Spurious construction claims rising due to COVID-19 - HKA
The astonishing toll of overrunning costs and schedules on major construction and engineering projects worldwide has been laid bare in an analysis of claims and disputes published by HKA, the construction and engineering industry specialists in consulting, expert, and advisory services.
The CRUX Insight 2020 is the product of investigations into more than 1,100 projects across 88 countries by HKA. The report finds that design conflicts are eclipsing scope change as the main disruptors of major projects, while also revealing the vast sums of money and time being lost, as well as the patterns of root causes.
The HKA consultants also warn that they are seeing a surge in spurious claims, conflated with the impacts of COVID-19, and that the pandemic will be detrimental for the industry, and potentially lethal for already weakened contractors, if corrective actions are not taken.
Simon Moon, HKA Chief Operating Officer, says: “The wealth of data captured in this year’s CRUX Insight report is unparalleled. Our findings are also timely for the industry, as we confront an unprecedented global challenge.
“The pandemic is afflicting all industries and territories. Already mired in project overruns and cost escalations, construction faces rising uncertainty and further impacts from COVID. Now is the time to learn the lessons and re-set the industry by tackling the root causes with practicable measures that will result in more mature designs, robust schedules and effective governance of major projects.”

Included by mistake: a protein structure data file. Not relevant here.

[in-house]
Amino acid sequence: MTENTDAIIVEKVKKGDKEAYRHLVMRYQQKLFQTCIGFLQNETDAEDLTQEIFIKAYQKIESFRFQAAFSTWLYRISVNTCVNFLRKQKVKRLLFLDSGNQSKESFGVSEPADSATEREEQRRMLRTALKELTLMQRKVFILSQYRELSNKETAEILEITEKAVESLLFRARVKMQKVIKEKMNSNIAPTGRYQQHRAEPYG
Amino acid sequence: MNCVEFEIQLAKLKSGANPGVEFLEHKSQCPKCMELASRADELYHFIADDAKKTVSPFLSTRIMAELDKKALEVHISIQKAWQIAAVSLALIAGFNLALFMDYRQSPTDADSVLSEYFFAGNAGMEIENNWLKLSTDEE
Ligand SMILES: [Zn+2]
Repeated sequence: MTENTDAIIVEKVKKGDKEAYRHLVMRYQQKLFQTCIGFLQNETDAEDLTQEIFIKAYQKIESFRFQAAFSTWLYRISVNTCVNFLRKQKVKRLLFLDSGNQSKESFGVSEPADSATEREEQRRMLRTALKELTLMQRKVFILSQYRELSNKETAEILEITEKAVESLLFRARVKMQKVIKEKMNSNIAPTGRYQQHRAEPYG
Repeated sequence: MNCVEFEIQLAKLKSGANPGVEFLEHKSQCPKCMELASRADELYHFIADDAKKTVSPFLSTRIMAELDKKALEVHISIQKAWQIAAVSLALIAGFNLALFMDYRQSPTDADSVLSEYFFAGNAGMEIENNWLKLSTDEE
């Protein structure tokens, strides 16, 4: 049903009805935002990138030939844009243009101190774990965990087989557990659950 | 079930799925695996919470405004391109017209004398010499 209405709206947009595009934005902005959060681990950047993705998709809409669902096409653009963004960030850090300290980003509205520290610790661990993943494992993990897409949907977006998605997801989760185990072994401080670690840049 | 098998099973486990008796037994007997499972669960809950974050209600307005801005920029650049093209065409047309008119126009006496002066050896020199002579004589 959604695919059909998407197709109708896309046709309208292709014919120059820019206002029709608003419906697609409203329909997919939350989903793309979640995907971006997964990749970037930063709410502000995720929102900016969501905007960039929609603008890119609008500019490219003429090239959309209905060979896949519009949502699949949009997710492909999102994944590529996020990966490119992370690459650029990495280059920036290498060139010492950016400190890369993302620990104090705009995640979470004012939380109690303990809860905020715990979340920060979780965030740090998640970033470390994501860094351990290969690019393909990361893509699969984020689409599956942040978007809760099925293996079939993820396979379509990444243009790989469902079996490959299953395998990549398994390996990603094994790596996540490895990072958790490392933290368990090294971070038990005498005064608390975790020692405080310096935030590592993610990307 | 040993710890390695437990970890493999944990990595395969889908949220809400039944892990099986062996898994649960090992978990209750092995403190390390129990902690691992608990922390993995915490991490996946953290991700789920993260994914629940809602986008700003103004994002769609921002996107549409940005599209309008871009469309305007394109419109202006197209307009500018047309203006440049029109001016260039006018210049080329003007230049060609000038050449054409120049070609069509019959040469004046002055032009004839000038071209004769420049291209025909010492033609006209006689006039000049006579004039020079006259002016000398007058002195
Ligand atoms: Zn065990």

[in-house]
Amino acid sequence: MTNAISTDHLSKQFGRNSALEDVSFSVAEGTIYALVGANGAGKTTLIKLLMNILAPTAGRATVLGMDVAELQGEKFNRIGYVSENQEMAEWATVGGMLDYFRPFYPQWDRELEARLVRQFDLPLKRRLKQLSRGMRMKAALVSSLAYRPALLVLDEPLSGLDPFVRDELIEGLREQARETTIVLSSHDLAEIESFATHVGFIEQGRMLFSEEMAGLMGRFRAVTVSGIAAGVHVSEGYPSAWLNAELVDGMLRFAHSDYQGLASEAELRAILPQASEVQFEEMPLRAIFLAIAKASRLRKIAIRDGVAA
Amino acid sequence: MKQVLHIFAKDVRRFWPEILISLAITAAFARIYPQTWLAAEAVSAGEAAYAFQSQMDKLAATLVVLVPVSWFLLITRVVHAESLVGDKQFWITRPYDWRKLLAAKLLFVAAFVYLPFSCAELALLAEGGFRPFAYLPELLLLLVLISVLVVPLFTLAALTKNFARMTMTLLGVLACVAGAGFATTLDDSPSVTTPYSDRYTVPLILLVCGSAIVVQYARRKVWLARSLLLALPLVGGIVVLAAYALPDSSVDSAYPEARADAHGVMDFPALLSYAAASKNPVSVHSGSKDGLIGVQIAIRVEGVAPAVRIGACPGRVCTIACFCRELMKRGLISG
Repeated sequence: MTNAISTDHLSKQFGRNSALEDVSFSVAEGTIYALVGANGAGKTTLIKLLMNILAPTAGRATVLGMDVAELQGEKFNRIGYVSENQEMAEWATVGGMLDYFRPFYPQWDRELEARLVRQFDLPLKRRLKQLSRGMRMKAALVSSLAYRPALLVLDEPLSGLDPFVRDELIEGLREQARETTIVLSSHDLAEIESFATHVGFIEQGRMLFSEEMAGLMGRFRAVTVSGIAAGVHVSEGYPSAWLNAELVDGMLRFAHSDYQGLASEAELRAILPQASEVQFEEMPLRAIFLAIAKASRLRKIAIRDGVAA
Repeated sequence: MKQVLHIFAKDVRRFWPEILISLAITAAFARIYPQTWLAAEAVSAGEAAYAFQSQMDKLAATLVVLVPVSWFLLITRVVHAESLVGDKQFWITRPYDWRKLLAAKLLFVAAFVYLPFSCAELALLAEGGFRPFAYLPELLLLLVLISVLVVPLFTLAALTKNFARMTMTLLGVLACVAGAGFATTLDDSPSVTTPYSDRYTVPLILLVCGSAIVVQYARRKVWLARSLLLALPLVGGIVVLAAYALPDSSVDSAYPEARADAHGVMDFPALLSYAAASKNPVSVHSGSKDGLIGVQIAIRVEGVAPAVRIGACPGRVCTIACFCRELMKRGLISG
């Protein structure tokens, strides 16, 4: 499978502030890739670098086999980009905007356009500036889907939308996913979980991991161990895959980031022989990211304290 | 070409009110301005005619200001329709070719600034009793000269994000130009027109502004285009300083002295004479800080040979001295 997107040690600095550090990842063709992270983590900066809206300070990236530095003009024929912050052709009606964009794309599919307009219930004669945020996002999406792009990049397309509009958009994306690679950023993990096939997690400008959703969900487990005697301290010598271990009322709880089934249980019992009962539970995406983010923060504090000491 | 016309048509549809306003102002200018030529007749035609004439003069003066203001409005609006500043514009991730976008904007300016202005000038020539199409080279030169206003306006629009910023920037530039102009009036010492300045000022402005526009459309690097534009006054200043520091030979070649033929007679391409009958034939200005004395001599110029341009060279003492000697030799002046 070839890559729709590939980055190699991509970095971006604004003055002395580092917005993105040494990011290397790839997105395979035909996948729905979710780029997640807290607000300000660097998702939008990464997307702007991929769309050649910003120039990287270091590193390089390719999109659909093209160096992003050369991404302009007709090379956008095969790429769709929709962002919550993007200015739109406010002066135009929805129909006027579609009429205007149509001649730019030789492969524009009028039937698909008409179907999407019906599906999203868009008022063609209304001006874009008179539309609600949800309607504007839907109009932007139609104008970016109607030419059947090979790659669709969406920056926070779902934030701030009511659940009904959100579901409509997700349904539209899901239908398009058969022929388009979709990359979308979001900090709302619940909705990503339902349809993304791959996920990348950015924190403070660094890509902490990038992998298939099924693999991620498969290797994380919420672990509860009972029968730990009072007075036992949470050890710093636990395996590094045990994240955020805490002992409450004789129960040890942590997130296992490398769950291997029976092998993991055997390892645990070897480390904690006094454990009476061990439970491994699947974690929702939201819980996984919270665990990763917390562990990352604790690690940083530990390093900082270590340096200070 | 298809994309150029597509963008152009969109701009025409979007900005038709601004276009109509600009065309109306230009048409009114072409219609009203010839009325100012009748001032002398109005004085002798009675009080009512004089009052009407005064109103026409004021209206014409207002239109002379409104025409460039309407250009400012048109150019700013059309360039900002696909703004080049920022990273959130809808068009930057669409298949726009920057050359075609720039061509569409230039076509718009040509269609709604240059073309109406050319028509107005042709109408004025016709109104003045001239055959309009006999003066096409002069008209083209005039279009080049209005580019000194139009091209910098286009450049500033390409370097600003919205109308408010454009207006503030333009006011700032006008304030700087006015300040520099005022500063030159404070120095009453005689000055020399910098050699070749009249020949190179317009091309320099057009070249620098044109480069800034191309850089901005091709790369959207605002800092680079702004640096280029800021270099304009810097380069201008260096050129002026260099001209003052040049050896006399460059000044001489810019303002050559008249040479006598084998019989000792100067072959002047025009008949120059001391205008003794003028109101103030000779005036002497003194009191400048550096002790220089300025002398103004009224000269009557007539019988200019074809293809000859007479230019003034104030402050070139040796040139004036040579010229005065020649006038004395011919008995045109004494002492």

The report highlights that through the 2018-2020 CRUX dataset, the dominant cause of claims and disputes was change in scope, which in turn is closely linked with design failures. A notable development in the latest analysis is how these design-centric problems – incorrect, incomplete, and late design information – have risen up the rankings, it adds.
Together, these two causes form a nexus that disrupts more projects than any other factor, across all four regions covered in the report. With the increasing complexity of projects, and incorporation of new technologies and materials, these risks are looming larger, it adds.
The same trend is also triggering failures in how sub-contractors, the supply chain and related interfaces are managed. This is the next most prominent cause of claims and disputes in the 2020 rankings, and is rising or remains high across regions, the report warns.